While the short end of the yield curve continues to be pinned down, the longer end continues flapping in the wind (generally in an unfriendly direction). The 10yr Auction has merely added fuel to this fire–not much, but enough to nudge yields to their highest levels of the day and push MBS in line with their lows.
In and of itself, the auction could have been worse. The 2.85 bid-to-cover ratio was in line with broader averages, but on the weak side for a “reopening.” The auction’s stopping yield was also weaker than markets were expecting. Rather than going by any sort of forecast, the expectations for the auction’s stopping yield are clearly broadcast by the “when-issued” market. This auction’s yield was 0.7 bps higher than the 1pm when-issued yield, one of only 3 out of the last 10 auctions to stop at a higher yield.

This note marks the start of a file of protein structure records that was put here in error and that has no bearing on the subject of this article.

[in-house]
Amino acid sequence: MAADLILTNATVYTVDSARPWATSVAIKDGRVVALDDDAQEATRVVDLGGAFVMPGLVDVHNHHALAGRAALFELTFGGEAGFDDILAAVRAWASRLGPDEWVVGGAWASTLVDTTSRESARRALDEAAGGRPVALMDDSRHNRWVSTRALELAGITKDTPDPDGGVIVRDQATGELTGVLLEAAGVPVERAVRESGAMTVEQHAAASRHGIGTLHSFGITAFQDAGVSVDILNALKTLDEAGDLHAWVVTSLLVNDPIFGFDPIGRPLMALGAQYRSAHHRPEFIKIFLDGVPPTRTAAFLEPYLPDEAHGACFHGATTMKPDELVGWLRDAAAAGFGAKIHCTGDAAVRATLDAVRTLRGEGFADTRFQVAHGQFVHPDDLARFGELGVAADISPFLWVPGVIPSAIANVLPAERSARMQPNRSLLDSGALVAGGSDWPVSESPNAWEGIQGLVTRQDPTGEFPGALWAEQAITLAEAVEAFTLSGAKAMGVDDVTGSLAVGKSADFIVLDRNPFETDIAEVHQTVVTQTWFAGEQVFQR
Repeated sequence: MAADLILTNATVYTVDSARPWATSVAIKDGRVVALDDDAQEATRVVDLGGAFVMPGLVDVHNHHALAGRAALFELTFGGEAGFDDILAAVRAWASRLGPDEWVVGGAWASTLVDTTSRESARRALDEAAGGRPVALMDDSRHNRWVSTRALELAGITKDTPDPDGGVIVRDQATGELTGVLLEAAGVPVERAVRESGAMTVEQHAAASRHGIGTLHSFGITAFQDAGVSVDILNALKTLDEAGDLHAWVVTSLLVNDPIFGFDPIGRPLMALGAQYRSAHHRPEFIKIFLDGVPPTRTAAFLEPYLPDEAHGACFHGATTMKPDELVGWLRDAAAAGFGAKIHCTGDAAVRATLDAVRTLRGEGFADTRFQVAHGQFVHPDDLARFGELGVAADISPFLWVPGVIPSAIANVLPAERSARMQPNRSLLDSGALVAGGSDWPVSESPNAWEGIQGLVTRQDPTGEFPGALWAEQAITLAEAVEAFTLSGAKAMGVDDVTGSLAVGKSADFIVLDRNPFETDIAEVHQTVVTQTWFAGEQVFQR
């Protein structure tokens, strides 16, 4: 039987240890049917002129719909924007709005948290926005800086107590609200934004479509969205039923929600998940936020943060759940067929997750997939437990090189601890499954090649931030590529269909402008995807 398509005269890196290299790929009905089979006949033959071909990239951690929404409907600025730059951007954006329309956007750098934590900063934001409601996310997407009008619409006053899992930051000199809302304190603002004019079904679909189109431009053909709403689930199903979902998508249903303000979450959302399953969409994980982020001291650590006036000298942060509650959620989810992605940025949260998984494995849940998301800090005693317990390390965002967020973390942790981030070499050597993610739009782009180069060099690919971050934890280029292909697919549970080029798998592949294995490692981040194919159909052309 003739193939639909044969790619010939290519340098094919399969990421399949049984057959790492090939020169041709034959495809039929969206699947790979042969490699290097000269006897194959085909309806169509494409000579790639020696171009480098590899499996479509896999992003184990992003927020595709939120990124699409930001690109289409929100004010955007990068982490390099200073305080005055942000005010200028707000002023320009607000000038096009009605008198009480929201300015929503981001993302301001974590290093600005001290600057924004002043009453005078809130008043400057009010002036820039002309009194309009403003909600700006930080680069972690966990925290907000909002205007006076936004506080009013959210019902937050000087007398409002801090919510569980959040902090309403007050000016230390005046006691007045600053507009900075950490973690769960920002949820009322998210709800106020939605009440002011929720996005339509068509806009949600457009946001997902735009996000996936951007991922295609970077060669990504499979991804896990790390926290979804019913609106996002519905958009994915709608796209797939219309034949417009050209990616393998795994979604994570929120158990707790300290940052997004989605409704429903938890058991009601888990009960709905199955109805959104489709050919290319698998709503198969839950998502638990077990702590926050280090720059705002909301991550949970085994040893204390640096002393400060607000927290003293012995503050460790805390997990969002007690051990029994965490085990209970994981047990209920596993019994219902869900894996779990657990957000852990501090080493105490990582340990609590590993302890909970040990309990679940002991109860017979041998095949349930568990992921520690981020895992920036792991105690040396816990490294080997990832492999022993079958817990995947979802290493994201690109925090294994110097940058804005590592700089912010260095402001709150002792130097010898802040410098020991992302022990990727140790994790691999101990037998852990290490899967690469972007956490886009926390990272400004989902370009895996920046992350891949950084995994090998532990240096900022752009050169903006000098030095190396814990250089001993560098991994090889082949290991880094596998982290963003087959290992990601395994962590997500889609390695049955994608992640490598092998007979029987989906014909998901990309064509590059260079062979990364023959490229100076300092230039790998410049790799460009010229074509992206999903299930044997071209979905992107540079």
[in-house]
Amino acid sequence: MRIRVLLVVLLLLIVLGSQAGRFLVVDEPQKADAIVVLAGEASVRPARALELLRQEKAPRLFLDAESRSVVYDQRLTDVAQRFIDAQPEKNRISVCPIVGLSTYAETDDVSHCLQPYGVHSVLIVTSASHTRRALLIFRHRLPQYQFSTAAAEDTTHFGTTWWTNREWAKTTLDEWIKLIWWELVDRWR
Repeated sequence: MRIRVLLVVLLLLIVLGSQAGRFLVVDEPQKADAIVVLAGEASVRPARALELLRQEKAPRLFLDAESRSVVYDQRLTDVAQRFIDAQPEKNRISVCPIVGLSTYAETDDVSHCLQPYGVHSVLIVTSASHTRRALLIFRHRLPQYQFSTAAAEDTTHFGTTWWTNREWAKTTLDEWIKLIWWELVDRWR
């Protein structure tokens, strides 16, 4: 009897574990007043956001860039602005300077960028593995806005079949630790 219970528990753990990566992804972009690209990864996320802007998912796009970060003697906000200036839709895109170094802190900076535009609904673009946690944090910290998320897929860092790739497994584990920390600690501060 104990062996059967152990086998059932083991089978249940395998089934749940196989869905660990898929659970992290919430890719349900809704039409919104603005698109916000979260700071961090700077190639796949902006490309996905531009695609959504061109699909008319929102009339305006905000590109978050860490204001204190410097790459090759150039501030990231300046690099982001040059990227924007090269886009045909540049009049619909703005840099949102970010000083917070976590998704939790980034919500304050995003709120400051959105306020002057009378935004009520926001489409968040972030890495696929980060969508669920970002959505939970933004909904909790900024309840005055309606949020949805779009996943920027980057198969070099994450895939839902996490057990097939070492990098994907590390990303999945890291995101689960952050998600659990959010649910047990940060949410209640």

There was an obligatory push in volume, but it didn’t rival the stir created by the German court news overnight. That was the bigger push toward weakness with this lousy auction simply not getting in the way. We’re essentially leading-off in as defensive a position as possible ahead of tomorrow’s FOMC festivities.
That said, it’s not runaway, “panicky,” weakness… More like “just as much weakness as markets can fit in without it seeming overdone.” MBS are doing a good job of holding their ground into Treasury selling, as expected. The negative reprice risk outlook is a bit uncertain, but certainly, we’d note that actual price levels are no worse than rate-sheet time. Still, we can’t help but feel a bit guarded when prices move lower following a 10yr Auction.
Bottom line, vigilance is increased, but at Fannie 3.0s continue to hold their ground at 103-06 or better, we’d probably not be hitting the panic lock button just yet. The other side of this coin is that we’re not sure why we’d wait to lock unless we were planning on floating into FOMC tomorrow.